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Toni Talks about PT Today

Very Acute Therapy

Published April 9, 2012 4:40 PM by Toni Patt

This week I found myself at an outpatient orthopedic clinic treating work-related injuries. The clinic was one of several in the area. They have agreements with many local industries to provide medical and therapy services to injured employees. The injured worker sees the doctor at the clinic, is given a script for therapy and starts as soon as possible.

The majority of patients I evaluated were between one and two days post-injury, with six visits ordered. There is still ample chemical pain around the injury that pain response is unreliable. The presence of acute chemical pain means nothing is going to significantly decrease the pain and everything is going to hurt. Most of the diagnoses included the word strain. That wasn't very helpful.

Most of these people were still working. After therapy they would often go right back to doing something that would make them hurt. Light duty for them didn't mean sitting at a desk or filing. It meant doing the same job with lifting or positional restrictions.

I was taught to rest acute injuries and use modalities for pain control. When I was learning the McKenzie method, we were told to wait at least a week before evaluating back injuries. The only exceptions were postural training and flexion avoidance when appropriate. The six visits were spread over two to three weeks. They would be halfway through therapy before a real assessment could be completed.

I don't know why there was such an emphasis on starting things so early. Obviously the employer doesn't want to lose valuable worker time to injury. Starting sooner would seem to imply being finished sooner. Movement heals but you don't want to move someone too early and cause an injury. I can see the point of gentle movements initially but continuing to work sort of defeats the purpose.

I've read some literature talking about having PTs in the emergency room. The purpose was for gait training, education and screening some patients for safe discharge home. That makes sense to me. Maybe I'm completely missing the boat on this one.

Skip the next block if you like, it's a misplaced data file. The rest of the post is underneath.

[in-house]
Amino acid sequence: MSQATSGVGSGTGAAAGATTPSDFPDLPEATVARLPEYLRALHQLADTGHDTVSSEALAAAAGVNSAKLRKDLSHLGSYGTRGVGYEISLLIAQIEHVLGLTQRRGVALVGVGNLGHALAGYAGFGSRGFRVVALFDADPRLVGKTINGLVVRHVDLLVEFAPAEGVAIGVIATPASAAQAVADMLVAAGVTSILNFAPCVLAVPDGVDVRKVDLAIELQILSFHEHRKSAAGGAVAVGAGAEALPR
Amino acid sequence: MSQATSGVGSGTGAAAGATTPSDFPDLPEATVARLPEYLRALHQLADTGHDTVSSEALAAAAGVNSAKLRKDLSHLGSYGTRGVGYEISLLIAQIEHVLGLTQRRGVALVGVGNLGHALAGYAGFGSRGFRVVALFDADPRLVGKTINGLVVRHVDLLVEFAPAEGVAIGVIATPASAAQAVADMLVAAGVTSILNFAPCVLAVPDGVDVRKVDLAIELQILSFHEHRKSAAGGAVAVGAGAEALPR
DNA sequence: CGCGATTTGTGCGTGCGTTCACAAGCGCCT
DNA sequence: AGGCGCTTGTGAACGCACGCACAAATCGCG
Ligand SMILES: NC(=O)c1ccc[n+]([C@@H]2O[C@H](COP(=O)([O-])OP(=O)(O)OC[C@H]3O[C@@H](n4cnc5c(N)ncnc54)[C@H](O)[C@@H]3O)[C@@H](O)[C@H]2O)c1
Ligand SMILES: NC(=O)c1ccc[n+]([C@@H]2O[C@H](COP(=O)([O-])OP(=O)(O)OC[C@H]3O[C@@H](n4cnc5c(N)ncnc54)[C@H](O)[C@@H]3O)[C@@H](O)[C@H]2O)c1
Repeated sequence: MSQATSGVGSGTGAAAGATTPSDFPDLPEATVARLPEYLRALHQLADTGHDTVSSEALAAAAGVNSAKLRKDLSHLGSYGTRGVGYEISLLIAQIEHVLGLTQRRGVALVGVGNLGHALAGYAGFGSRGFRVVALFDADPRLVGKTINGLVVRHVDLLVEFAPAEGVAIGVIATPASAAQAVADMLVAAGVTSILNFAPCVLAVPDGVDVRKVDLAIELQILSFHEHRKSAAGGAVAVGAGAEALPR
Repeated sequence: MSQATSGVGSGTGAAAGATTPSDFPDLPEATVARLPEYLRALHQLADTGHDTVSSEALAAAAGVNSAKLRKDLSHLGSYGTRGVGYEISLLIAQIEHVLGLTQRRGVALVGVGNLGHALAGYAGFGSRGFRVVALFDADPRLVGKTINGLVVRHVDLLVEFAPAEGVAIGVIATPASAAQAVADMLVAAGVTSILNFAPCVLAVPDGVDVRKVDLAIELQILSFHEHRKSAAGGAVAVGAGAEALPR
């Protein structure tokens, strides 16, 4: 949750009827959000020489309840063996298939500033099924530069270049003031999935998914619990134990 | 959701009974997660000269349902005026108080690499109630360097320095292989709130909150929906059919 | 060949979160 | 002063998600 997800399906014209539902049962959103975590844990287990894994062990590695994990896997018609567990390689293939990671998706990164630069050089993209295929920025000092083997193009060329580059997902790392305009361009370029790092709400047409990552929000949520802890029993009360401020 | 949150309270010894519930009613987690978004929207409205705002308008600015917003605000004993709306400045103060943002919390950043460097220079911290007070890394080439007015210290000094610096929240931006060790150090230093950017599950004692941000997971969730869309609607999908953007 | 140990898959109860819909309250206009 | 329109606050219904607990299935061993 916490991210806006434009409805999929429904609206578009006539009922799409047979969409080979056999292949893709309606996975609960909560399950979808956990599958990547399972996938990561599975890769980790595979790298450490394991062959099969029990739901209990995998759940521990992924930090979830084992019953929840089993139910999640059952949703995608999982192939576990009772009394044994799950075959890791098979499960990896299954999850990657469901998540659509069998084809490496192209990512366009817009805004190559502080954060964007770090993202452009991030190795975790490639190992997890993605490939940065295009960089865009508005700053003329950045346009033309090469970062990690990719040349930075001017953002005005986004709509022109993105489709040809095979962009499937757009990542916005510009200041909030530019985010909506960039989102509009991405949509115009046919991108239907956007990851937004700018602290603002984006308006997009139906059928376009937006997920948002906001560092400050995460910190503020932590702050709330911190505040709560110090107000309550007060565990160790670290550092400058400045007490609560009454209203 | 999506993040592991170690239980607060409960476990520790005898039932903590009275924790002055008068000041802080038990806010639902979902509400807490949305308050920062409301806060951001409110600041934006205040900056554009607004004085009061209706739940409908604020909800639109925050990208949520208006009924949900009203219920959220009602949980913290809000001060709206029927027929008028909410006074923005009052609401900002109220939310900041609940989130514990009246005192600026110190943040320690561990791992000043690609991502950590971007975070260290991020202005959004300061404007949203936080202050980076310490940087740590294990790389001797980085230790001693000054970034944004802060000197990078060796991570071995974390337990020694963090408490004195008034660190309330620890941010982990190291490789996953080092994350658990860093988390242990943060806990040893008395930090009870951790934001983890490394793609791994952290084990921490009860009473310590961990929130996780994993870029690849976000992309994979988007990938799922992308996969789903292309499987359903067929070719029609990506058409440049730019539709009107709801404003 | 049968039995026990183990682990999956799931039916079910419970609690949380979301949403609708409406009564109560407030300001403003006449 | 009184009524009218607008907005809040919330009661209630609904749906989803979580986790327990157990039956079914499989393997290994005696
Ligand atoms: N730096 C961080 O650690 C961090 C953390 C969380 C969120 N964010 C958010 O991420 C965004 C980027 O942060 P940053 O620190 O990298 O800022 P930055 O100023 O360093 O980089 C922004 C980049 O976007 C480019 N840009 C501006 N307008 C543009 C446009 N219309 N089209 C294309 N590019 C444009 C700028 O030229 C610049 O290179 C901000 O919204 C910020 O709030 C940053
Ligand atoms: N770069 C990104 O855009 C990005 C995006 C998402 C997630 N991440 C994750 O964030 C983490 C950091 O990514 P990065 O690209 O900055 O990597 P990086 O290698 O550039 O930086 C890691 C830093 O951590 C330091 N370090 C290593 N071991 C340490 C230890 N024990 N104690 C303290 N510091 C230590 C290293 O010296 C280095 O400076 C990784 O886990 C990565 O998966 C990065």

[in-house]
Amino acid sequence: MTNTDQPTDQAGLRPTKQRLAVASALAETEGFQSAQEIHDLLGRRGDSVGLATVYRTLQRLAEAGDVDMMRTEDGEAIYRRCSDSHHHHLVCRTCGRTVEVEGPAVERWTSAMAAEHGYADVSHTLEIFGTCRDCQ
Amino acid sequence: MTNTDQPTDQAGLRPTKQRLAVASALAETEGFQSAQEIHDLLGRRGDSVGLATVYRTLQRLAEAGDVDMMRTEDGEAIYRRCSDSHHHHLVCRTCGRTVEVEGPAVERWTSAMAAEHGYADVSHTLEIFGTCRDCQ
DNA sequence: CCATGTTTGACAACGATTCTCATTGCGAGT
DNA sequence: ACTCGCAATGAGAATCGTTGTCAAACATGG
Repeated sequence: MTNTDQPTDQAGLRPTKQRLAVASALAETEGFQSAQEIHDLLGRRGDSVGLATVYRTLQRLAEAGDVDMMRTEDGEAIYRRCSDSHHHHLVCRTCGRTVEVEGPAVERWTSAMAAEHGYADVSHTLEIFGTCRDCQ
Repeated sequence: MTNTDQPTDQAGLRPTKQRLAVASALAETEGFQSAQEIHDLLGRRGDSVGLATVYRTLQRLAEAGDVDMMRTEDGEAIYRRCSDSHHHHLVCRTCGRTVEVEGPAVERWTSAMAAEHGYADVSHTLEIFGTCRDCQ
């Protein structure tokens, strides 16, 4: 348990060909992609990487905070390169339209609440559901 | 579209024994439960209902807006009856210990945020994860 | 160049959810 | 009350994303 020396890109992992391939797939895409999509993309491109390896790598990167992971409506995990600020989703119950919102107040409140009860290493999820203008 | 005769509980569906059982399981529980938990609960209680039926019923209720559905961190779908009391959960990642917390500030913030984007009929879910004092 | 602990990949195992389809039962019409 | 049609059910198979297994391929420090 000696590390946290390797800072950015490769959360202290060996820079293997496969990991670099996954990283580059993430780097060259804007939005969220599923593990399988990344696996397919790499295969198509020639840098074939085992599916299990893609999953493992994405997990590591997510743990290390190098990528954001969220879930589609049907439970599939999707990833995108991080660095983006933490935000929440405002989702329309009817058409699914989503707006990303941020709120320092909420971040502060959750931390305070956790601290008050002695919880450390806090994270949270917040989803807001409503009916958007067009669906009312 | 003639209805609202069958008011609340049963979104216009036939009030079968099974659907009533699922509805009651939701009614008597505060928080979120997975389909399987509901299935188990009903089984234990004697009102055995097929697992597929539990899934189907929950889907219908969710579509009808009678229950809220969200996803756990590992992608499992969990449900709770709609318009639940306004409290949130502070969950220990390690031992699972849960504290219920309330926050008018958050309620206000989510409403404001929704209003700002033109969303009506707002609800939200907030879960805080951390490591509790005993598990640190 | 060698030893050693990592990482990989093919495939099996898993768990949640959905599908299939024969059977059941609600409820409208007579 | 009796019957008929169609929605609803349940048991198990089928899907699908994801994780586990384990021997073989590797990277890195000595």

1 comments

Early intervention is key!!  Sure, the focus is different is such acute cases.  I'm initially using modalities, stretching, soft tissue mobilization, etc just to get pain under control.  But, starting with pain control, proper alignment and mechanics sooner means you will be able to progress towards strengthening sooner.  If your patient is going to return to work the same day, that's a great opportunity to review proper lifting strategies, abdominal bracing, or other protection techniques.  

By the time I see a patient who was injured weeks ago they have already established altered movement patterns and that makes it harder for me to correct the underlying injury.  It's the same mentality of working with very acute stroke patients.  The earlier you can intervene, the more likely a patient can restore normal movement and strength.  

PTs in the ER do more than just screen for home safety.  There are many PTs who do acute manipulations, mobilizations, and other treatments for pain control.  It is really amazing how quickly a patient's pain can be reduced with a few quick treatment strategies.  

PTs in all settings need to educate providers on the benefits of early intervention.  

Lisa Mueller April 10, 2012 8:59 AM

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